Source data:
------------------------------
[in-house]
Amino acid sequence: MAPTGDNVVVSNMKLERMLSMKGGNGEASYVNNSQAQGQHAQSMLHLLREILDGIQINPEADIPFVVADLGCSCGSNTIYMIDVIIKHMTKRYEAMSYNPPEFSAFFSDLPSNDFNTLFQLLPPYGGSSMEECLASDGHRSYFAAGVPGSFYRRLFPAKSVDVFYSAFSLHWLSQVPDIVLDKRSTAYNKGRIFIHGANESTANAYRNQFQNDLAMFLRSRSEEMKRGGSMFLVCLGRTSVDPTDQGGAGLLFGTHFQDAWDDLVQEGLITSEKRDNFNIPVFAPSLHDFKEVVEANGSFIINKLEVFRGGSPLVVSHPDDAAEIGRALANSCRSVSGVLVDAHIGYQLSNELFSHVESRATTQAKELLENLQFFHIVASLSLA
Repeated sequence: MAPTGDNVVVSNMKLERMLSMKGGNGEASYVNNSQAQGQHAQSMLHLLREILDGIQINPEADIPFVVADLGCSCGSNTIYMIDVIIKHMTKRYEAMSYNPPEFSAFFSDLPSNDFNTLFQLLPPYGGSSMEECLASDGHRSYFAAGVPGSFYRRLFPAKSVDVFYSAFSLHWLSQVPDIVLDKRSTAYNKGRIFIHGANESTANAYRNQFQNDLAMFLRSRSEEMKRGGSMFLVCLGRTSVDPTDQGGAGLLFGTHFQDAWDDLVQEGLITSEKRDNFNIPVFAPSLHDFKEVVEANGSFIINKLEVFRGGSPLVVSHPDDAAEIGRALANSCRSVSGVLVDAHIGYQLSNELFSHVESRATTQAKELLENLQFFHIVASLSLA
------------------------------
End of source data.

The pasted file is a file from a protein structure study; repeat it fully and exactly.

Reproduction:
[in-house]
Amino acid sequence: MAPTGDNVVVSNMKLERMLSMKGGNGEASYVNNSQAQGQHAQSMLHLLREILDGIQINPEADIPFVVADLGCSCGSNTIYMIDVIIKHMTKRYEAMSYNPPEFSAFFSDLPSNDFNTLFQLLPPYGGSSMEECLASDGHRSYFAAGVPGSFYRRLFPAKSVDVFYSAFSLHWLSQVPDIVLDKRSTAYNKGRIFIHGANESTANAYRNQFQNDLAMFLRSRSEEMKRGGSMFLVCLGRTSVDPTDQGGAGLLFGTHFQDAWDDLVQEGLITSEKRDNFNIPVFAPSLHDFKEVVEANGSFIINKLEVFRGGSPLVVSHPDDAAEIGRALANSCRSVSGVLVDAHIGYQLSNELFSHVESRATTQAKELLENLQFFHIVASLSLA
Repeated sequence: MAPTGDNVVVSNMKLERMLSMKGGNGEASYVNNSQAQGQHAQSMLHLLREILDGIQINPEADIPFVVADLGCSCGSNTIYMIDVIIKHMTKRYEAMSYNPPEFSAFFSDLPSNDFNTLFQLLPPYGGSSMEECLASDGHRSYFAAGVPGSFYRRLFPAKSVDVFYSAFSLHWLSQVPDIVLDKRSTAYNKGRIFIHGANESTANAYRNQFQNDLAMFLRSRSEEMKRGGSMFLVCLGRTSVDPTDQGGAGLLFGTHFQDAWDDLVQEGLITSEKRDNFNIPVFAPSLHDFKEVVEANGSFIINKLEVFRGGSPLVVSHPDDAAEIGRALANSCRSVSGVLVDAHIGYQLSNELFSHVESRATTQAKELLENLQFFHIVASLSLA